Reciprocity principle asserts that reciprocation should be expected in response to many actions. Perhaps the most famous wording of it is this:
Do unto others as you would have others do unto you.
This statement comes in many forms and flavors and doesn’t not really need much of an explanation.
Not “an eye for an eye”
“An eye for an eye” principle asserts that suffering damage justifies comparable damage in retaliation. Its popularity reinforces the reciprocity principle in that unwanted response isn’t just possible, but very likely.
And yet, there is a very eloquent retort to it:
An eye for an eye only ends up making the whole world blind.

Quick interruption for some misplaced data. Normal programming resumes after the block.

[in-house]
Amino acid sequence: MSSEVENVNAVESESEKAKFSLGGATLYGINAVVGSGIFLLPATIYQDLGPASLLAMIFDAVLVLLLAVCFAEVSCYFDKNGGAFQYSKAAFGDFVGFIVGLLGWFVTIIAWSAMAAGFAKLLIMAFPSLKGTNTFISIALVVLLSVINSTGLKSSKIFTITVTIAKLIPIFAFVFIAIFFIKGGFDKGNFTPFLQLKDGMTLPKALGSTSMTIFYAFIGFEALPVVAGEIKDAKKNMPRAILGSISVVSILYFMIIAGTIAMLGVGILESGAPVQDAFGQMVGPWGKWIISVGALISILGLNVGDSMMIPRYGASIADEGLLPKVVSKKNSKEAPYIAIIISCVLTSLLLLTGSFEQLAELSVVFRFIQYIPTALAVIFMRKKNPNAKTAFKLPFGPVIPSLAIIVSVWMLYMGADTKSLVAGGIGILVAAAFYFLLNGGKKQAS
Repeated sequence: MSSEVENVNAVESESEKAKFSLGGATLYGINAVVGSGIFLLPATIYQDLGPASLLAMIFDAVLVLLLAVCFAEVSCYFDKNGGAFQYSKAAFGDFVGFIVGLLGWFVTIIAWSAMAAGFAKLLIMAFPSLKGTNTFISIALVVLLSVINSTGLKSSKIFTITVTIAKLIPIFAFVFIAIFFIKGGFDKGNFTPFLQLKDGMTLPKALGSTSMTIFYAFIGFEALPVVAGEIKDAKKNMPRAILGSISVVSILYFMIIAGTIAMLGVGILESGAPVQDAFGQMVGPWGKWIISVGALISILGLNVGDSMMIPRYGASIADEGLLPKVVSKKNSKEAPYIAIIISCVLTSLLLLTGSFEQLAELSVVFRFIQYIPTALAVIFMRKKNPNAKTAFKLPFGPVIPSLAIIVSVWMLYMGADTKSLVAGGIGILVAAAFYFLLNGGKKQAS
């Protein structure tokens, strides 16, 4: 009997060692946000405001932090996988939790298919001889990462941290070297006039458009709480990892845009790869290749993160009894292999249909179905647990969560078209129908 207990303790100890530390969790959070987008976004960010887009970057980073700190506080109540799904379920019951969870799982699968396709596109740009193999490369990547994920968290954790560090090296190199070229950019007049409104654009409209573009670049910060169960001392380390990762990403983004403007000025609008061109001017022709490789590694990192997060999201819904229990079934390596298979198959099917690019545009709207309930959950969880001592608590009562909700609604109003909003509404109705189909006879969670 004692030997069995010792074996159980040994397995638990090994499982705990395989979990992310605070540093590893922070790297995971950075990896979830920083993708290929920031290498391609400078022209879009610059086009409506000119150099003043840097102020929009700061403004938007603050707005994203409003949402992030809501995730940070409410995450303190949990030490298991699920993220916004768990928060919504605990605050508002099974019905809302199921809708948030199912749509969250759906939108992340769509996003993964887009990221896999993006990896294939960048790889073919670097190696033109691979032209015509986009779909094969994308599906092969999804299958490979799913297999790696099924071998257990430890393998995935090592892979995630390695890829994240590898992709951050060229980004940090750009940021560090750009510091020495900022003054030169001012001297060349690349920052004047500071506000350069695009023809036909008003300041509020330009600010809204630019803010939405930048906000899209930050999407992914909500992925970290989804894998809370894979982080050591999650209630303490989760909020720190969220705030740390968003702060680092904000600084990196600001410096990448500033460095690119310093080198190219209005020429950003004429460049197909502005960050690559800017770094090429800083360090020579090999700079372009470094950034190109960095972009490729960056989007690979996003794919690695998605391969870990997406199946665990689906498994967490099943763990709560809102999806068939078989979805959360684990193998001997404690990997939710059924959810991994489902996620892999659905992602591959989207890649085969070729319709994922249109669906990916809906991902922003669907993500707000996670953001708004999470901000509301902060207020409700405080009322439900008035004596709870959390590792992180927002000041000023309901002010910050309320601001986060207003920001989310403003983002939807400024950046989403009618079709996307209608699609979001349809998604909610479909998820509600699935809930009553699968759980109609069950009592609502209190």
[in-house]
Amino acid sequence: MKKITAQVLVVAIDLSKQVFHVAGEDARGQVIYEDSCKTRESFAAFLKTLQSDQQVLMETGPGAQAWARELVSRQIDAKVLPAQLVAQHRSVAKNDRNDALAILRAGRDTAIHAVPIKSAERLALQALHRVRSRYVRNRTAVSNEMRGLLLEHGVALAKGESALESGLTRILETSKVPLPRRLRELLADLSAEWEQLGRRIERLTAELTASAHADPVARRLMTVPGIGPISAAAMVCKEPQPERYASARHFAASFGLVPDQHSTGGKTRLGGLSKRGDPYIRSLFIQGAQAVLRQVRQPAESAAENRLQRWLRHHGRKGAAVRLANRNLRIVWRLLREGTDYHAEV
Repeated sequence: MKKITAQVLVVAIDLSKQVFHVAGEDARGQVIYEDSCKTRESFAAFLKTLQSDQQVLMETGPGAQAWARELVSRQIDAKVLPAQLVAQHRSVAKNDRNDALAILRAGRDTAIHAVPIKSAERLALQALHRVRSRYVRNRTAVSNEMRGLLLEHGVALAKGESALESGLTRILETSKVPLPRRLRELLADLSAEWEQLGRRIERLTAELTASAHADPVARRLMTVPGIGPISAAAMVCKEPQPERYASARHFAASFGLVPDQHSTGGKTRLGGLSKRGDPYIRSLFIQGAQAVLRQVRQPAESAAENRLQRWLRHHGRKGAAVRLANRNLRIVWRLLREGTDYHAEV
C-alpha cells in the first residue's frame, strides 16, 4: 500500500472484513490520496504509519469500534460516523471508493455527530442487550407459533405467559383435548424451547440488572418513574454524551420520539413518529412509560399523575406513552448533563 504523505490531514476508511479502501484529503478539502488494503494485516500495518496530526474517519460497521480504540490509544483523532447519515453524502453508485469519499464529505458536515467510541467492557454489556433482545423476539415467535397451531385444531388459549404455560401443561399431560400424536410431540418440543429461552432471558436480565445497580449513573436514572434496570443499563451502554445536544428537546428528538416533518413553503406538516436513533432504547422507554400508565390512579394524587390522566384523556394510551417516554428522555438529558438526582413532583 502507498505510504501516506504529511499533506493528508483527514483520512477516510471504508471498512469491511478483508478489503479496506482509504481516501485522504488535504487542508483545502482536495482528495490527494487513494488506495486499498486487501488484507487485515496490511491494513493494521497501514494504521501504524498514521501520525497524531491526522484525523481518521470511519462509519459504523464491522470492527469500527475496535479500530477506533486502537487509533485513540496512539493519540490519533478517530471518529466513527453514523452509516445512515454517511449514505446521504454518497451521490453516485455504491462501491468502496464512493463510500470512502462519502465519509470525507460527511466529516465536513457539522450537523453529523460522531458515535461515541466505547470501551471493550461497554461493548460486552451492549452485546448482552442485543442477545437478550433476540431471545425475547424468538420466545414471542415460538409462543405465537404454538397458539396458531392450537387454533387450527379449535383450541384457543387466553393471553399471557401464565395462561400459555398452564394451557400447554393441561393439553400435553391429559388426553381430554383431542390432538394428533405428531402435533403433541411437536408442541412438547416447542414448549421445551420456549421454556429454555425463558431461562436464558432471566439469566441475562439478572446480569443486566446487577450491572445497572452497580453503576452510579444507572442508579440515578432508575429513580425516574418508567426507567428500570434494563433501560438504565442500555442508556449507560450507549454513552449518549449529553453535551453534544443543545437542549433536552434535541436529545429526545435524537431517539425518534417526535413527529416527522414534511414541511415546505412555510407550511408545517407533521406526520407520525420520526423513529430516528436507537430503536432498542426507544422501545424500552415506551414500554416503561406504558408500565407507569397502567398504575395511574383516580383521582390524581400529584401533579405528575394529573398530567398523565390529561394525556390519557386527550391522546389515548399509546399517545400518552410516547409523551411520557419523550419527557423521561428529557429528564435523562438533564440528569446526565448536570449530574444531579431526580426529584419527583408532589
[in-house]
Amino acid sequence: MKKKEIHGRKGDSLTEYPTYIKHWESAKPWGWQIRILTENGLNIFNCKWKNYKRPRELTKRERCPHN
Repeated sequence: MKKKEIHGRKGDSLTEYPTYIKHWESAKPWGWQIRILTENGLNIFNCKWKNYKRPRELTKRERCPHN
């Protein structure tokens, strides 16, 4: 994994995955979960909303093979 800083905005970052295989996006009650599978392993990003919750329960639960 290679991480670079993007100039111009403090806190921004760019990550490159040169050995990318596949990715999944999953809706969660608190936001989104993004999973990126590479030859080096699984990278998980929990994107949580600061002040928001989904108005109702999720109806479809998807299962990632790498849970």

— Mahatma Gandhi
Which exaggerates things a little, but conveys the message that damage in response may have unwanted consequences.
This may be due to a “chain reaction” that this principle is prone to causing. This principle can seem fair under the premise that once equal damage has been suffered for all parties, retaliation will stop. However, it often doesn’t because different sides may perceive differently the amount of damage done. Very often one side overestimates damage done to themselves and/or underestimates damage done to others, solely due to the fact that they may be more informed of consequences of damage to their side.
Basically, Gandhi asks us to be forgiving. And while he doesn’t explain why (not in this quote at least), the above is one very good reason.
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